What I learned from Ernie Banks

January, 24, 2015
Jan 24

Race matters. We may not agree as to how or when. We may not agree to the degree or extent. You may look in the mirror and believe it does not matter to you, but concede that it may matter to others. We may believe it shouldn't matter. We may even express we are all one race. But it still matters.

I was drafted in 1991 by the Chicago Cubs, and, by far, the person I met in my career who most lived and breathed a life that showed us that we are all one was Ernie Banks.

I had my share of trials and tribulations around race or culture. As a player coming up in the Cubs system and ultimately having the good fortune of playing in the major leagues, my journey was not without bumps in the road -- some of which I attributed to race.

Certainly, that did not embody my entire experience, but it was part of it. And by the time I got to the big leagues, I had thicker skin but also a layer of defense. Maybe it came from the number of advisers in the minors who told me not to trust anyone. Or from mentors who warned me about things like the perils for my baseball future in interracial dating because the powers that be would disapprove.

It was baffling to me because I grew up in Teaneck, New Jersey, a town that seemed to celebrate diversity and cross-cultural exchange. On draft day, I was optimistic because I was heading to an environment that was our country's pastime -- a place that I expected to be progressive. Yet it still had many growing pains around diversity.

Then there was Ernie Banks. I am not even sure when I first met him, but that is irrelevant to the experience of knowing Ernie Banks. All I can think about was how he always pointed you toward the good in people. He didn't even have to be specific in his advice to you. This man had an aura that you understood was your call to be better, to get perspective that you are probably worrying about something small in the grand scheme of things.

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Sarah Spain of espnW talks about her memories of beloved Hall of Famer "Mr. Cub" Ernie Banks, who died at age 83 in Chicago.

Ernie Banks Dies At Age 83

January, 23, 2015
Jan 23


Cubs legend Ernie Banks passed away Friday at the age of 83.

Ernie Banks dies at age 83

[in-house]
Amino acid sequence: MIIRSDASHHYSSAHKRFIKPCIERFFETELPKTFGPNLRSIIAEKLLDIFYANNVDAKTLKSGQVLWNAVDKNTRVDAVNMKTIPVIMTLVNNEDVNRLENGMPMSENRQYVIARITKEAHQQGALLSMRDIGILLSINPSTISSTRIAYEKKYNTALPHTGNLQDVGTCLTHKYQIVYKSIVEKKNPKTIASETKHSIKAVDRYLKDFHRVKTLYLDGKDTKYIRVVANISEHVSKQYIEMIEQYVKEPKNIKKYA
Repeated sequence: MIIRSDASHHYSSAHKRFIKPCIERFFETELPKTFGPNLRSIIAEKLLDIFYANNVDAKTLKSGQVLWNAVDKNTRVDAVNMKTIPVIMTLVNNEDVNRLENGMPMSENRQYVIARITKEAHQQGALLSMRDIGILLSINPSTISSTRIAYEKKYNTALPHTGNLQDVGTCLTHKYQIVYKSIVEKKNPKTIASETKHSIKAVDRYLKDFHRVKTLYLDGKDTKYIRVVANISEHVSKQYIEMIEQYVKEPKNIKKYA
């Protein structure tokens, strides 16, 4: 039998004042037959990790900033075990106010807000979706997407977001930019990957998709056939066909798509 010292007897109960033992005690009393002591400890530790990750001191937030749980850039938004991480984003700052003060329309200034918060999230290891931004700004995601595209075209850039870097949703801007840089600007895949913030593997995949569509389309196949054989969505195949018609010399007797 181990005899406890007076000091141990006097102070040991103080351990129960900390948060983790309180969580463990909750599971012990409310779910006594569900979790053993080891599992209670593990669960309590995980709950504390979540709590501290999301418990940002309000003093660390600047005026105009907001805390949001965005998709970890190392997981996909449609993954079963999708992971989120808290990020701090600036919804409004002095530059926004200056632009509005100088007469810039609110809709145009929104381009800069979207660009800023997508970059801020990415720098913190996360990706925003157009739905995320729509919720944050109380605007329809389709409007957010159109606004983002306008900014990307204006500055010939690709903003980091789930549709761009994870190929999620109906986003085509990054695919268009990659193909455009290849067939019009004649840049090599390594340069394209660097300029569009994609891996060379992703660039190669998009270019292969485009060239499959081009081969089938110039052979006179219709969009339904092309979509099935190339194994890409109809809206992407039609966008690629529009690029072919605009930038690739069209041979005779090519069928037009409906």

January, 23, 2015
Jan 23

"Mr. Cub" Ernie Banks, the Hall of Fame slugger and two-time MVP who never lost his boundless enthusiasm for baseball despite years of playing on losing Chicago Cubs teams, died Friday night. He was 83.

The Cubs announced Banks' death but did not provide a cause.

"Words cannot express how important Ernie Banks will always be to the Chicago Cubs, the city of Chicago and Major League Baseball. He was one of the greatest players of all time," Tom Ricketts, chairman of the Cubs, said in a statement released by the team. "He was a pioneer in the major leagues. And more importantly, he was the warmest and most sincere person I've ever known.

"Approachable, ever optimistic and kind hearted, Ernie Banks is and always will be Mr. Cub. My family and I grieve the loss of such a great and good-hearted man, but we look forward to celebrating Ernie's life in the days ahead."

Banks hit 512 home runs during his 19-year career and was fond of saying, "It's a great day for baseball. Let's play two!'' That finish to his famous catchphrase adorns his statue outside Wrigley Field.

The Cubs paid tribute to Banks on the Wrigley marquee Friday night:

Although he played in 14 All-Star Games from 1953 to '71, Banks never reached the postseason, and the Cubs finished below .500 in all but six of his seasons. Still, he was inducted into the Hall of Fame in 1977, the first year he was eligible, and selected to baseball's all-century team in 1999.

Banks' infectious smile and nonstop good humor despite his team's dismal record endeared him to Chicago fans, who voted him the best player in franchise history.

One famous admirer, "Saturday Night Live" star Bill Murray, named his son Homer Banks Murray. Former major league outfielder Dale Murphy, in a tweet Friday night, said: "Did a card show w Ernie Banks. He drove the promoter crazy! Spent time/talked with every person. After an hour had signed maybe 15."

Banks' No. 14 was the first number retired by the Cubs, and it hangs from the left-field foul pole at Wrigley Field.

"I'd like to get to the last game of the World Series at Wrigley Field and hit three homers," he once said. "That was what I always wanted to do."

News of Banks' death quickly spread throughout the sports world Friday night, with major league teams, former greats and current players taking to social media to express their condolences.

Added Chicago Mayor Rahm Emanuel in a statement: "Ernie Banks was more than a baseball player. He was one of Chicago's greatest ambassadors. He loved this city as much as he loved -- and lived for -- the game of baseball. This year, during every Cubs game, you can bet that No. 14 will be watching over his team. And if we're lucky, it'll be a beautiful day for not just one ballgame, but two."

In 2013, Banks was presented with the Presidential Medal of Freedom -- by a noted Chicago White Sox

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Starlin Castro
.292 14 65 58
HRA. Rizzo 32
RBIA. Rizzo 78
RA. Rizzo 89
OPSA. Rizzo .913
WJ. Arrieta 10
ERAT. Wood 5.03
SOJ. Arrieta 167